This proposal extends for a period of five years an interdisciplinary doctoral program begun in 1992 that prepares scientists for innovative research careers in the Speech and Hearing Sciences. Training is intended to enhance markedly the leadership potential of Speech and Hearing researchers within both academia and industry. The basic premise of the program is that today's speech and hearing scientists must be fluent in a variety of physical, biological, clinical and cognitive science disciplines to achieve the multidisciplinary advances that drive innovation. The keystone of the program is a quantitative approach to understanding these four aspects of speech and hearing. The program draws upon the combined expertise of the faculties of Boston area institutions, including the Harvard Medical School and its teaching hospitals, MIT and Boston University. To date, over 140 students have entered the pre-doctoral training program, including some with independent support. These trainees have diverse undergraduate backgrounds in the physical, engineering, biological or cognitive sciences, including some with traditional speech and hearing backgrounds. Training combines coursework and research for the first 3 years after which it concentrates on thesis research, with the Ph.D. degree expected after 4 to 6 years. The coursework and research training combines a broad exposure to the many scientific disciplines relevant to speech and hearing together with a deep understanding of the student's chosen specialty. An intensive clinical exposure is the third major part of the didactic training program. Special attention is given to issues of integrity and responsible conduct of research. Virtually all of our 79 graduates are pursuing careers in health related research, and two- thirds have primary activities in the speech and hearing sciences. Many have faculty positions in basic science, engineering, and clinical departments and are successfully competing for research grants. Some are combining research careers with clinical practice in otology, audiology or speech-language pathology. Some are taking leadership roles in industries related to speech and hearing or in the broader biotechnology field where they are developing assistive devices and treatments for communication disorders. We will continue vigorous efforts to attract highly qualified students, especially from under-represented minorities.

Public Health Relevance

This innovative interdisciplinary doctoral program trains researchers in Speech and Hearing by combining broad exposure to relevant basic science and engineering disciplines, with rigorous expertise in at least one research area, and intense exposure to clinical practice. The program's graduates are taking on leadership roles in academia and industry where they work at the forefront of scientific discovery and develop novel assistive devices and remediation strategies for those affected by disorders of hearing, voice, speech, language and balance. Some are combining research careers with clinical practice in otology, audiology or speech- language pathology.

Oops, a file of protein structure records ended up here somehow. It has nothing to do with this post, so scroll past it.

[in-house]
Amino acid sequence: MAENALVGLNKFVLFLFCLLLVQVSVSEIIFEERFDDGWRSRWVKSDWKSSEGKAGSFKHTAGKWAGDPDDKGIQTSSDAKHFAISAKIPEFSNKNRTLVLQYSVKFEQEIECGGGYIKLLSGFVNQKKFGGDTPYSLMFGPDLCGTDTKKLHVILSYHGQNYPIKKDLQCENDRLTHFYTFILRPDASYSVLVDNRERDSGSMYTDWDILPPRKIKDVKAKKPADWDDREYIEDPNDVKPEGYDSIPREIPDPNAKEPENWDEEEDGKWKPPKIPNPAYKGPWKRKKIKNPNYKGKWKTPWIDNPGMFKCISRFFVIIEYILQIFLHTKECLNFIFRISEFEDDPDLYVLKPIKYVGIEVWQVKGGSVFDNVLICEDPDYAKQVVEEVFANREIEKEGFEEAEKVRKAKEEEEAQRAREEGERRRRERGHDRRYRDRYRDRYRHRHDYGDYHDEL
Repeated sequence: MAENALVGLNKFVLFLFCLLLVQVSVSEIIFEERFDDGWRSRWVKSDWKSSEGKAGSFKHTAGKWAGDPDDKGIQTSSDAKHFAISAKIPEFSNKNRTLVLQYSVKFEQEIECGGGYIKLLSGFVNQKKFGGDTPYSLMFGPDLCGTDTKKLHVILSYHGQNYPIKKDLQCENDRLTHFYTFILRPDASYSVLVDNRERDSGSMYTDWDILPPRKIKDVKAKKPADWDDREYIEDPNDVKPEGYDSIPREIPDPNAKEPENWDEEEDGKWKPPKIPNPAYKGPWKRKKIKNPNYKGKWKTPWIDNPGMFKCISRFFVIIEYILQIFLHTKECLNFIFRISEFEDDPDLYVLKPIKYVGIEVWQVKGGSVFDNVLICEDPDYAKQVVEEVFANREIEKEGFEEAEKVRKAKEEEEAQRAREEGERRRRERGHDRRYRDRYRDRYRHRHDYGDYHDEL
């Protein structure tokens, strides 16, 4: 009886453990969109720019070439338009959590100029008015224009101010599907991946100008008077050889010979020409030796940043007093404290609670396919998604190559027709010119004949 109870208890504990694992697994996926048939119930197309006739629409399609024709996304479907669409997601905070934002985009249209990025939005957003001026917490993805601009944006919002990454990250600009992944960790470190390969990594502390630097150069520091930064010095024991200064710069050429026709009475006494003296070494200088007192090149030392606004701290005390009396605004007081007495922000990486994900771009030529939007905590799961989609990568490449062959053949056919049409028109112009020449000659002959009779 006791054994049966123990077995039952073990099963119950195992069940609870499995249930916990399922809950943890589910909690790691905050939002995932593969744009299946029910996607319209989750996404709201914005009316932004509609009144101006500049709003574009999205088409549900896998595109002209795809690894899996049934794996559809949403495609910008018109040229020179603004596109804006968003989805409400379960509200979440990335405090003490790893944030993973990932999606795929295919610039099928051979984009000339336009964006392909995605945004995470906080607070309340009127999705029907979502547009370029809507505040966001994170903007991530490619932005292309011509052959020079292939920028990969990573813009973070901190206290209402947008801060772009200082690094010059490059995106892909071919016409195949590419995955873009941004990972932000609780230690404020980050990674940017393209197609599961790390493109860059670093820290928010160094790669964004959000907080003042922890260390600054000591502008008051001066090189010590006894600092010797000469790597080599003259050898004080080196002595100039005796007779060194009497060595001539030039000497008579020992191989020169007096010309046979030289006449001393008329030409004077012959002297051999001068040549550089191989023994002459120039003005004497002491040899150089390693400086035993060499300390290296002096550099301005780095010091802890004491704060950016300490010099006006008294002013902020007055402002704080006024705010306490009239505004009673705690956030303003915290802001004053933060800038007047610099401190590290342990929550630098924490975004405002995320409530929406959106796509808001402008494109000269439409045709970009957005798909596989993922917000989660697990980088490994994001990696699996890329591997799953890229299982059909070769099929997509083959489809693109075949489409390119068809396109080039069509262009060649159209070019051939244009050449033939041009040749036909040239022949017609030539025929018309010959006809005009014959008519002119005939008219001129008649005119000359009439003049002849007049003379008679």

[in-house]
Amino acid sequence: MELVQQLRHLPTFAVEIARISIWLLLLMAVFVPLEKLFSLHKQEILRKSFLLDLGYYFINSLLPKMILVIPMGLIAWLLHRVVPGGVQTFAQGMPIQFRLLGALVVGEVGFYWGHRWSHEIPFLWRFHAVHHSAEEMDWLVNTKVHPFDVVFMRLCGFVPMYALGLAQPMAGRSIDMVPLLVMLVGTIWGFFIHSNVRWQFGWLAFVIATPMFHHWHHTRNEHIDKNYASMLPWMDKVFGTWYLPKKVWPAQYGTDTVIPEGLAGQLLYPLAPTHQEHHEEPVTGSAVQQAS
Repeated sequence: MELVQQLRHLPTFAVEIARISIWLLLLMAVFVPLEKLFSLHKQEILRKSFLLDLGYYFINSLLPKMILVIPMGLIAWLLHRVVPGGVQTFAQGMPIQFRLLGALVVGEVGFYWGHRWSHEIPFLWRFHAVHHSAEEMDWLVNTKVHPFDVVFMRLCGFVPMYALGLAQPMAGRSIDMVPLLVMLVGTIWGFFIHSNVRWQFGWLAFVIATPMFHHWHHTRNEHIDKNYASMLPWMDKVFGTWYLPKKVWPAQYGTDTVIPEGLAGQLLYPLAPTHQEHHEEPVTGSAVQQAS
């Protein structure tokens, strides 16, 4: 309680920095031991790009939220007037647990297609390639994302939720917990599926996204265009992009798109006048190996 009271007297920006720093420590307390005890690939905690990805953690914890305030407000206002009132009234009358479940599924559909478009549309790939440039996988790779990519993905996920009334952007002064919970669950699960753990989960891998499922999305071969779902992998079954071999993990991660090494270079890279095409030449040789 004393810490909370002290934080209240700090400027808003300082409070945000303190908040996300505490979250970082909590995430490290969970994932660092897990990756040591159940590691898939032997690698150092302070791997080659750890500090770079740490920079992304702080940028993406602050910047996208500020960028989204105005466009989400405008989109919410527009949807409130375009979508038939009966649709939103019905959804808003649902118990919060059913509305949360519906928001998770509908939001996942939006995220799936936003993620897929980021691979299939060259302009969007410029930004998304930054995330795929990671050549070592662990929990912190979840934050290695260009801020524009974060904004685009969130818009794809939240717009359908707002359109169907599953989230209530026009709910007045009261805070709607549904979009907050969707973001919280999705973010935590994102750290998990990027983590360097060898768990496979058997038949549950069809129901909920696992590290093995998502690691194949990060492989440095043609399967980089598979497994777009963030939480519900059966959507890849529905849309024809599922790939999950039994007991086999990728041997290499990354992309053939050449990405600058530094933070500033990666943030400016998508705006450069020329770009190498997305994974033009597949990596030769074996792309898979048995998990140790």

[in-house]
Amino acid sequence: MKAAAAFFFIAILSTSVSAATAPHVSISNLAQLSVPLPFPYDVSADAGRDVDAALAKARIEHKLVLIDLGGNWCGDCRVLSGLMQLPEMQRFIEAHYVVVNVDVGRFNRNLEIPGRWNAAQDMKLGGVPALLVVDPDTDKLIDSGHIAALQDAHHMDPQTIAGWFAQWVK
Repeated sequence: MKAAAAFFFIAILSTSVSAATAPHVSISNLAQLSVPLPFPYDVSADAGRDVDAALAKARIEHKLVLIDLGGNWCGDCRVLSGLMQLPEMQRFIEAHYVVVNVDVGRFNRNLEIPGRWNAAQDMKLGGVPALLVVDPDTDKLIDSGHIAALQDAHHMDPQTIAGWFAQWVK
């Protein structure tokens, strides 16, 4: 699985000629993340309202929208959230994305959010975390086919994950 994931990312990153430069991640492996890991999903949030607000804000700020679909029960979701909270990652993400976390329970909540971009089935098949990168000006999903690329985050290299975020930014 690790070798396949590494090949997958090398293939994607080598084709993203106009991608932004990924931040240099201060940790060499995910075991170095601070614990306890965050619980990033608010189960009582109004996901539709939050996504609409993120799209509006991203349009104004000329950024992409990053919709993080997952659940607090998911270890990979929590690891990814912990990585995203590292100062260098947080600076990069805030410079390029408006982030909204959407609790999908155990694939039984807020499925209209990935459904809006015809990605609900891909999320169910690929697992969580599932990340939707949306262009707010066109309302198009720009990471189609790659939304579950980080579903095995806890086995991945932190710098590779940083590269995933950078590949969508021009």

Agency
National Institute of Health (NIH)
Institute
National Institute on Deafness and Other Communication Disorders (NIDCD)
Type
Institutional National Research Service Award (T32)
Project #
2T32DC000038-21
Application #
8267905
Study Section
Special Emphasis Panel (ZDC1-SRB-K (14))
Program Officer
Sklare, Dan
Project Start
1992-07-01
Project End
2017-06-30
Budget Start
2012-07-01
Budget End
2013-06-30
Support Year
21
Fiscal Year
2012
Total Cost
$859,914
Indirect Cost
$43,251
Name
Harvard University
Department
Otolaryngology
Type
Schools of Medicine
DUNS #
047006379
City
Boston
State
MA
Country
United States
Zip Code
02115
McPherson, Malinda J; McDermott, Josh H (2018) Diversity in pitch perception revealed by task dependence. Nat Hum Behav 2:52-66
Thompson, Lara A; Haburcakova, Csilla; Goodworth, Adam D et al. (2018) An Engineering Model to Test for Sensory Reweighting: Nonhuman Primates Serve as a Model for Human Postural Control and Vestibular Dysfunction. J Biomech Eng 140:
Yu, Xi; Raney, Talia; Perdue, Meaghan V et al. (2018) Emergence of the neural network underlying phonological processing from the prereading to the emergent reading stage: A longitudinal study. Hum Brain Mapp 39:2047-2063
Zuk, Jennifer; Iuzzini-Seigel, Jenya; Cabbage, Kathryn et al. (2018) Poor Speech Perception Is Not a Core Deficit of Childhood Apraxia of Speech: Preliminary Findings. J Speech Lang Hear Res 61:583-592
Buechel, Brian D; Hancock, Kenneth E; Chung, Yoojin et al. (2018) Improved Neural Coding of ITD with Bilateral Cochlear Implants by Introducing Short Inter-pulse Intervals. J Assoc Res Otolaryngol 19:681-702
Yung, Andrea R; Druckenbrod, Noah R; Cloutier, Jean-Fran├žois et al. (2018) Netrin-1 Confines Rhombic Lip-Derived Neurons to the CNS. Cell Rep 22:1666-1680
Shaheen, Luke A; Liberman, M Charles (2018) Cochlear Synaptopathy Changes Sound-Evoked Activity Without Changing Spontaneous Discharge in the Mouse Inferior Colliculus. Front Syst Neurosci 12:59
Francis, Nikolas A; Zhao, Wei; Guinan Jr, John J (2018) Auditory Attention Reduced Ear-Canal Noise in Humans by Reducing Subject Motion, Not by Medial Olivocochlear Efferent Inhibition: Implications for Measuring Otoacoustic Emissions During a Behavioral Task. Front Syst Neurosci 12:42
Sagers, Jessica E; Brown, Adam S; Vasilijic, Sasa et al. (2018) Computational repositioning and preclinical validation of mifepristone for human vestibular schwannoma. Sci Rep 8:5437
Woods, Kevin J P; McDermott, Josh H (2018) Schema learning for the cocktail party problem. Proc Natl Acad Sci U S A 115:E3313-E3322

Showing the most recent 10 out of 199 publications